Food for Fox founders Shang Li (l.), Macolm Lunn-Craft (c.) and Rachel Gregory (r.) are using surplus food from Lawrence to help feed others in the community.
Food for Fox founders Shang Li (l.), Macolm Lunn-Craft (c.) and Rachel Gregory (r.) are using surplus food from Lawrence to help feed others in the community.

Like Li, Gregory and Holsen, Diamond is passionate about food, maximizing its use and reducing its waste. She sees the collaboration between the Food Recovery Network and Food for Fox as an ideal vehicle to accomplish those goals.

“Food is a topic that is largely under discussed in daily life, especially among those that have enough of it,” said Diamond, a junior from Winchester, Mass., who worked with a group that focused on food, farming and hunger in the Boston area while in high school. “The fact that 40 percent of food produced in this country is thrown away while at the same time one in seven Americans are food insecure is simply not okay.”

The students involved see the two programs growing and expanding their reach in the years ahead, including operating during the summer and winter term break.

“We want to be a support system to low-income families and their children throughout the year,” said Li, who plans to pursue graduate studies in social innovations post-Lawrence. “I envision LU Food Recovery Network along with Food for Fox being run by generations of Lawrentians because there is always a demand for food and there is always a platform that will allow our students to shine as servant leaders.”

Gregory sees great potential for the Food for Fox program, especially in the education realm.

“I hope over the next five to 10 years, the program increases awareness to food-related issues. We want to introduce the kids to delicious healthy foods they might not have tried before, which will give way to healthy life-long eating habits. Economically, Food for Fox could even increase economic efficiency among our donors as they begin to take note of which foods are often left over. In our work this term, we tried to build a simple, logical model that can be applied to many different locations so that the program expands throughout the Fox Valley, Wisconsin and the Midwest.”

Members of Lawrence's athletic teams are among the groups who volunteer to collect leftovers for the Food for Fox program.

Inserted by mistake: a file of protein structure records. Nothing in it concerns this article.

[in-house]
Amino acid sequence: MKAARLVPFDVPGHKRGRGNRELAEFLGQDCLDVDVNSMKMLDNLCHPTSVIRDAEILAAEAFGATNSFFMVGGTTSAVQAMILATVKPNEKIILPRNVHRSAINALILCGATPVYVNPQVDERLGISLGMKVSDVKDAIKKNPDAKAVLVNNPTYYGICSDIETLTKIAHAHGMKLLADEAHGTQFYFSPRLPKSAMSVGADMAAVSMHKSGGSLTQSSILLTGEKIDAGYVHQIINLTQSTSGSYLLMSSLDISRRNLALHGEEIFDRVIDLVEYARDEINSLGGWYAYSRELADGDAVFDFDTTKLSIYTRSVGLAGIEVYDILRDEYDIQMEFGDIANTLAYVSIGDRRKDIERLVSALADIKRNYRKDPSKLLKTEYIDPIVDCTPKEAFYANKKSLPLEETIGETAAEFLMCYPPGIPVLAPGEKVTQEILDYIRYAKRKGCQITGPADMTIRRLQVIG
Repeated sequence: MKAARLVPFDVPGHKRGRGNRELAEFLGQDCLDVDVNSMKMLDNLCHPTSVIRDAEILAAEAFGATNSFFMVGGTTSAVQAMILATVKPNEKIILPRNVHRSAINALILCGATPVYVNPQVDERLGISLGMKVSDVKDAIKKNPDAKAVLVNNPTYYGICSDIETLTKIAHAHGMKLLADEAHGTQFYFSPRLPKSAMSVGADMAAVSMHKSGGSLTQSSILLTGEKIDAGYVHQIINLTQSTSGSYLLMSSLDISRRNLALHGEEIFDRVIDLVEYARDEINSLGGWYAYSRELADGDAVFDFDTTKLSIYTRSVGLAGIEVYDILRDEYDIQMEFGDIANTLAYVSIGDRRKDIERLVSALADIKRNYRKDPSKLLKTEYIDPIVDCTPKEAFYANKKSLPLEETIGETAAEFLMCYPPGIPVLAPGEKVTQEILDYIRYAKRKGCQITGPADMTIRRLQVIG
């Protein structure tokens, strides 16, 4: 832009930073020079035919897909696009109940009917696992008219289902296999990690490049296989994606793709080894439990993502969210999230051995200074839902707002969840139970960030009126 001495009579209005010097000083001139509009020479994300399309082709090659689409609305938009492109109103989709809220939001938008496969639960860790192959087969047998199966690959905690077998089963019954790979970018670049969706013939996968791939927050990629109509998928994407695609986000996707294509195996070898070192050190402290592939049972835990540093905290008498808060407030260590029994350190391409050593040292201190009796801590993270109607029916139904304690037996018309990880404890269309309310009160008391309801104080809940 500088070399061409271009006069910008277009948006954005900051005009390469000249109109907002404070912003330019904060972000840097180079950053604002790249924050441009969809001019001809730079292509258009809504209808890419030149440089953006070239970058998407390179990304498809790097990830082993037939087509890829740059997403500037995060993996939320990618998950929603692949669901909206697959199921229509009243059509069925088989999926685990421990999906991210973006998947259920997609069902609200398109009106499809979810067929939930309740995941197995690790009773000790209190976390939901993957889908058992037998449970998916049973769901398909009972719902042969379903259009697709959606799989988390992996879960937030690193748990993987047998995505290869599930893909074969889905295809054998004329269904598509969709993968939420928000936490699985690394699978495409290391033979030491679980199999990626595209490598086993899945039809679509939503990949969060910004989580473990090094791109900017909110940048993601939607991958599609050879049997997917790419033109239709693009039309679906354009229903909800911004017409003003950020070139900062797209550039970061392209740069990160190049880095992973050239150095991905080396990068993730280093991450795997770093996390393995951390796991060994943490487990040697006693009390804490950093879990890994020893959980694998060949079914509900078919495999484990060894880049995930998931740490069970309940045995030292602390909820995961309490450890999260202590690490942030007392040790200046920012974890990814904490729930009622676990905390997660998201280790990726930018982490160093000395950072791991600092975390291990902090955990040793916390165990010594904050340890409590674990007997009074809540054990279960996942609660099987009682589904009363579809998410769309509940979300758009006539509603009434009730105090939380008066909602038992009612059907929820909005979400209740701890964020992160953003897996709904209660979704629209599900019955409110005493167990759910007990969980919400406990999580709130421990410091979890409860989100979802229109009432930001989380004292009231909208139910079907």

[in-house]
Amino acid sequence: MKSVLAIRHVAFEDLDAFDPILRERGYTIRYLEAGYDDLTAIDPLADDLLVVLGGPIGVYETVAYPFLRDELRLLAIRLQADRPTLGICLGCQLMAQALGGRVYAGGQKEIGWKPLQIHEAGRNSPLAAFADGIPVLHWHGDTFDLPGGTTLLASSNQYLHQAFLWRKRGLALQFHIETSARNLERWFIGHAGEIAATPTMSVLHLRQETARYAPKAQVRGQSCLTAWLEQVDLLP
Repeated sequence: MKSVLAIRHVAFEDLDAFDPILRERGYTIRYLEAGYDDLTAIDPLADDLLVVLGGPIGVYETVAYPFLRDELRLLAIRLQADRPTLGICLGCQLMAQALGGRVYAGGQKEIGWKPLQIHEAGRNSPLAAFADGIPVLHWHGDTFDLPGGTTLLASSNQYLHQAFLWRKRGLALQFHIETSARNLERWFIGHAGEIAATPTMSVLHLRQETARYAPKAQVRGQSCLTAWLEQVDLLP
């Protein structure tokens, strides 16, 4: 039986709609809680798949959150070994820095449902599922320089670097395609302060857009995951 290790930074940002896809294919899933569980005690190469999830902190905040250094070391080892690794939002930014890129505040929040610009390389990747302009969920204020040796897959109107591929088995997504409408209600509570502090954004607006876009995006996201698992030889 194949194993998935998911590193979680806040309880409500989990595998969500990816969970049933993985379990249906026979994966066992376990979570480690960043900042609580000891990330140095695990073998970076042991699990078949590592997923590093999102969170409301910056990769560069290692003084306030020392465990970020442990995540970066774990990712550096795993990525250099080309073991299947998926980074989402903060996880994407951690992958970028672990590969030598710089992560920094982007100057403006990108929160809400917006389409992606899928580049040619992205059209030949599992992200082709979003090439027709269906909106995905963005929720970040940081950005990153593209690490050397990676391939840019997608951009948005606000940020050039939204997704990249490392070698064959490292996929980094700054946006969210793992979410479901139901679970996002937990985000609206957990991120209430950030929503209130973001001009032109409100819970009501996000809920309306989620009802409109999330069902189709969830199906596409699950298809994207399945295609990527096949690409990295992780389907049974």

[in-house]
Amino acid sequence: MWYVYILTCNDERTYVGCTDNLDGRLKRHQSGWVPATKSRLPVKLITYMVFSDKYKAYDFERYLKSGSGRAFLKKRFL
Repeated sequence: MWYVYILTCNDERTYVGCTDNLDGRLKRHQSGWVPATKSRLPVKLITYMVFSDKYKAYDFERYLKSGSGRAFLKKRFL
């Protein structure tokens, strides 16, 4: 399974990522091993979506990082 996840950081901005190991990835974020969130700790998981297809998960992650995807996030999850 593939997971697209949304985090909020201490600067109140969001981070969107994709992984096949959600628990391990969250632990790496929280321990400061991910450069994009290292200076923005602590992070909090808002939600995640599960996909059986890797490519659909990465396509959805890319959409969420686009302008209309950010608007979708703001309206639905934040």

Members of Lawrence’s athletic teams are among the groups who volunteer to collect leftovers for the Food for Fox program.

Julie Severance, general manager of Bon Appetit, has served as the advisor for Food Recovery Network since its inception while Mark Jenike, Pieper Family Professor of Servant Leadership and associate professor of anthropology, joined the team as faculty advisor earlier this year. John Brandenberger, Alice G. Chapman Professor Emeritus of Physics, Adam Galambos, Dwight and Marjorie Peterson Professor of Innovation and associate professor of economics, and Gary Vaughan, coordinator of the innovation and entrepreneurship program, have served as mentors to the Food for Fox program.

About Lawrence University
Founded in 1847, Lawrence University uniquely integrates a college of liberal arts and sciences with a nationally recognized conservatory of music, both devoted exclusively to undergraduate education. It was selected for inclusion in the book “Colleges That Change Lives: 40 Schools That Will Change the Way You Think About College” and Fiske’s Guide to Colleges 2016. Engaged learning, the development of multiple interests and community outreach are central to the Lawrence experience. Lawrence draws its 1,500 students from nearly every state and more than 50 countries.

Sierra Magazine Cites Lawrence University Among Nation’s “Greenest” Colleges

Lawrence University is among the country’s top “green” colleges according to Sierra Magazine’s seventh annual “cool school” rankings released in the September/October edition of the environmental publication.

Hiett-Solar-Panel
Solar panels atop Hiett Hall generated more than 25,000 kilowatt-hours of electricity in the past year and saved more than 40,000 pounds of carbon emissions.

Lawrence was ranked 53rd nationally in the magazine’s list of 162 institutions, which included just four other Wisconsin colleges (UW-Oshkosh 30th; UW-Stevens Point 58th; UW-Green Bay 98th and Northland College 107th).

In compiling its ranking, Sierra relies on a point scoring system based on goals and achievements in 11 categories: co-curricular, energy supply, food, innovation, planning, purchasing, transportation, waste management, financial investments, water management and instruction/research. Possible points per category varied from 34 (purchasing) to 249 (energy) with a total maximum score of 1,000. Lawrence finished with a total score of 627.19.

The sustainability efforts that helped Lawrence’s ranking include:

• Obtaining 25 percent of all of its food use from local sources.